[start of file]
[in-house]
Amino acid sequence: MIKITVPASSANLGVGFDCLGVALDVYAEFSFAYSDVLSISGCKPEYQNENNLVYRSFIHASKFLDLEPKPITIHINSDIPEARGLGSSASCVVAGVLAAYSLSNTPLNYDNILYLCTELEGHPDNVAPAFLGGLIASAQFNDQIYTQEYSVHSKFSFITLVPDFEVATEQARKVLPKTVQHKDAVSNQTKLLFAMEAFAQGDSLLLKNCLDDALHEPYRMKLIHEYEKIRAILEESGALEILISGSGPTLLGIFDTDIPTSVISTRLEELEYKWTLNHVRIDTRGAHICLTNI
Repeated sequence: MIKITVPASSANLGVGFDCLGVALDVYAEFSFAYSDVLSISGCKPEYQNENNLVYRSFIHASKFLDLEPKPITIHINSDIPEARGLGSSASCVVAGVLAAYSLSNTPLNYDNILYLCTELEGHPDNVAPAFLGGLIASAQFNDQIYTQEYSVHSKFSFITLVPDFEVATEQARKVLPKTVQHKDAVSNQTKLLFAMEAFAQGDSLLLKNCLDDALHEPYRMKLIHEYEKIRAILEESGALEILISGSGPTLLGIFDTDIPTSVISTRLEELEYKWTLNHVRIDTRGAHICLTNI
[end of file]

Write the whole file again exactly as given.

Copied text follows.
[in-house]
Amino acid sequence: MIKITVPASSANLGVGFDCLGVALDVYAEFSFAYSDVLSISGCKPEYQNENNLVYRSFIHASKFLDLEPKPITIHINSDIPEARGLGSSASCVVAGVLAAYSLSNTPLNYDNILYLCTELEGHPDNVAPAFLGGLIASAQFNDQIYTQEYSVHSKFSFITLVPDFEVATEQARKVLPKTVQHKDAVSNQTKLLFAMEAFAQGDSLLLKNCLDDALHEPYRMKLIHEYEKIRAILEESGALEILISGSGPTLLGIFDTDIPTSVISTRLEELEYKWTLNHVRIDTRGAHICLTNI
Repeated sequence: MIKITVPASSANLGVGFDCLGVALDVYAEFSFAYSDVLSISGCKPEYQNENNLVYRSFIHASKFLDLEPKPITIHINSDIPEARGLGSSASCVVAGVLAAYSLSNTPLNYDNILYLCTELEGHPDNVAPAFLGGLIASAQFNDQIYTQEYSVHSKFSFITLVPDFEVATEQARKVLPKTVQHKDAVSNQTKLLFAMEAFAQGDSLLLKNCLDDALHEPYRMKLIHEYEKIRAILEESGALEILISGSGPTLLGIFDTDIPTSVISTRLEELEYKWTLNHVRIDTRGAHICLTNI